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April 3, 2008

Social Media Is Where The Conversation Starts

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MediaPost is trying to use a study done by Canadian Pollara as evidence that people don’t trust bloggers or power social media users as much as we like to pretend they do. The only problem is that MediaPost’s logic is completely flawed.

We don’t get to see the actual Pollara data but we’re told that of the 1,100 adults polled, nearly 80 percent said they were very or somewhat more likely to consider buying products recommended by friends and family, while only 23 percent reported the same things for well-known bloggers. According to Pollara Executive Vice President and General Manger Robert Hutton this shows that popularity doesn’t always equate to credibility and that marketers should reconsider who the real influencers are out there.

Give me a second here. My entire brain just exploded onto the floor.

That’s perhaps one of the most ridiculous stats ever. First of all, who are these 1,100 people? Do they read blogs to begin with? Are they at all savvy? Even if they are people like me and you, I don’t think that means a darn thing. How many bloggers do you know that pitch products? Most stay away from that kind of stuff in fear of losing their street cred. And if they are pitching, the product is probably way out of your price range anyway. :) On the other hand, Mom thinks you should totally buy that emergency kit for your car in case you get stuck and Dad thinks that new socket wrench on sale at Sears is way sexy. Go get your credit card, hot shot!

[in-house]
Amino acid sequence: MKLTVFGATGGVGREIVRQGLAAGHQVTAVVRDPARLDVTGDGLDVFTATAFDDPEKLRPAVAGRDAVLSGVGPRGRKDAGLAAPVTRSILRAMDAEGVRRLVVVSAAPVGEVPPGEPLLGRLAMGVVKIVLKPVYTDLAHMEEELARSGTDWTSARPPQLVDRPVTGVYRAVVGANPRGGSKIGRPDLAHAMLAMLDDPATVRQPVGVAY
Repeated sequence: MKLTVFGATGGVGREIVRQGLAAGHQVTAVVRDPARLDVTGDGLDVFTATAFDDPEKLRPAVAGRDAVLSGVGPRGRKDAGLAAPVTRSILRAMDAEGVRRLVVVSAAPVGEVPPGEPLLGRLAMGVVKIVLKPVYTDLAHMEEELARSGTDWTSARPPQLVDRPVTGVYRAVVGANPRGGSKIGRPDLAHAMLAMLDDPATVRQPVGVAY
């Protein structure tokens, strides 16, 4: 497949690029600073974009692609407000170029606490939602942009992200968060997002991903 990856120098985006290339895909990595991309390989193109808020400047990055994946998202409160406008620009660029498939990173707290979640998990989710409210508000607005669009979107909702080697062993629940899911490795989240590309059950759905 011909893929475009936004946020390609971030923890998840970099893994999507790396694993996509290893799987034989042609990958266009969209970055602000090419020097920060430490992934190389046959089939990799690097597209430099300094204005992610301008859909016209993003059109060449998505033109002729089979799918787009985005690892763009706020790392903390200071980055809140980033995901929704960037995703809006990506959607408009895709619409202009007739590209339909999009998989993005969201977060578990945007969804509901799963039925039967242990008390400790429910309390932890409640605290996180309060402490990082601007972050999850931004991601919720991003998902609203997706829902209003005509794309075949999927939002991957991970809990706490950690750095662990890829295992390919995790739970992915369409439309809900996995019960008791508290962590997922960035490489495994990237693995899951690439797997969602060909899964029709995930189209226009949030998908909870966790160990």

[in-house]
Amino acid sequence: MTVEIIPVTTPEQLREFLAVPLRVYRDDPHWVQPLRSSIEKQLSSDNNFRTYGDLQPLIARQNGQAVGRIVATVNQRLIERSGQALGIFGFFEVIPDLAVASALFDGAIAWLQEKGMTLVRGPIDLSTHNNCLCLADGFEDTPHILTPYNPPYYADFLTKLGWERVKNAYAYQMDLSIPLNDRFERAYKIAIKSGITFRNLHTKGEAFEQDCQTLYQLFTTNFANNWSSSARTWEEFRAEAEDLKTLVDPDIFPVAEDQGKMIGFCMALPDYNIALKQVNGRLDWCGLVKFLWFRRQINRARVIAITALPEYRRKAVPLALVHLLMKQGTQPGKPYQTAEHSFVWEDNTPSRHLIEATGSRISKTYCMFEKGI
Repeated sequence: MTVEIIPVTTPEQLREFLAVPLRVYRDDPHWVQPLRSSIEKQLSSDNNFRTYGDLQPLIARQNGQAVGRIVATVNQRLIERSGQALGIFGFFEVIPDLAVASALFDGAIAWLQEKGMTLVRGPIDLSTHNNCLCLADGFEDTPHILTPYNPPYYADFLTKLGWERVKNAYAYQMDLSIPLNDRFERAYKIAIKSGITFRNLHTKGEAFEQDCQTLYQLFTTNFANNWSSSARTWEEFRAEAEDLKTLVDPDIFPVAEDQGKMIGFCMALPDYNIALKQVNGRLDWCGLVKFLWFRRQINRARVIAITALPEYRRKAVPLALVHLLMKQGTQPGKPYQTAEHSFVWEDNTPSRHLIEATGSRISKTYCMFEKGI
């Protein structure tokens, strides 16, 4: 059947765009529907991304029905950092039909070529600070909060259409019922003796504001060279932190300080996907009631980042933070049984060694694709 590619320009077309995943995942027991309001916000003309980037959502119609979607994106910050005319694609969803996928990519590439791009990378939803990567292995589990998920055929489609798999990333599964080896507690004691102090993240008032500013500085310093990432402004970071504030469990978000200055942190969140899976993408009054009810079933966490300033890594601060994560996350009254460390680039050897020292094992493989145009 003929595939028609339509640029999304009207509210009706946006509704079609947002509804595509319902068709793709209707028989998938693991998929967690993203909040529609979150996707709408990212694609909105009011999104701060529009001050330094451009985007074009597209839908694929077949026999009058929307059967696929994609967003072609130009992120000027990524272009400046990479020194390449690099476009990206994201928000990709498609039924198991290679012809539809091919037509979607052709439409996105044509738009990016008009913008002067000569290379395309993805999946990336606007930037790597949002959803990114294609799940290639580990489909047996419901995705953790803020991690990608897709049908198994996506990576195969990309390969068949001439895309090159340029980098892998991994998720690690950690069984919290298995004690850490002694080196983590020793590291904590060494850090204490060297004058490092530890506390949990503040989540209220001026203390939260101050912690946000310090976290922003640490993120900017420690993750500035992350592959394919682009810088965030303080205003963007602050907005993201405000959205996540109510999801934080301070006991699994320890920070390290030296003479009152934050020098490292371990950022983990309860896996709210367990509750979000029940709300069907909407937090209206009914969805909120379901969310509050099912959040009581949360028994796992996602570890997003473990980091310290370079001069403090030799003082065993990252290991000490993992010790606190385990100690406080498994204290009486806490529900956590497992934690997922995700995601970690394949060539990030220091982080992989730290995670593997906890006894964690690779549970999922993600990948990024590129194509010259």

If you ask me, MediaPost is missing the bigger picture here. I don’t think you can say that bloggers and other social media powerhouses aren’t influencing people. They’re the ones starting and keeping those conversations going. Where do you think Johnny heard about the new camera he’s thinking about buying? Who do you think put that brand and model in his head? Probably an A-list blogger or one of his social media connections.

As the study even reported, the majority of social media outlets are sharing their thoughts on products, services, organizations and brands. Whether it’s a blog, a forum, or an all-out social network, people are going online to talk to "friends" and make connections to gain insight about certain companies and share experiences. Heck, fifty nine percent of 18 to 34 year olds say they find social media at least somewhat important in learning about products, services or brands. That’s almost half of that key demographic. You don’t think that affects their buying decisions?

Are you insane?

Marshall Kirkpatrick argued that the biggest flaw in the Pollara study was that it focused on buying things, and I’d have to agree 100 percent. Blogging and social media have never been about directing people down a conversion path. They’re about the conversation. If you think that conversation isn’t affecting buying decisions, which brands remain in a customer’s top of mind, and which are building trust, then you haven’t even begun to understand social media.

Marketers need to stop looking at the last click and start realizing what it took to get someone there.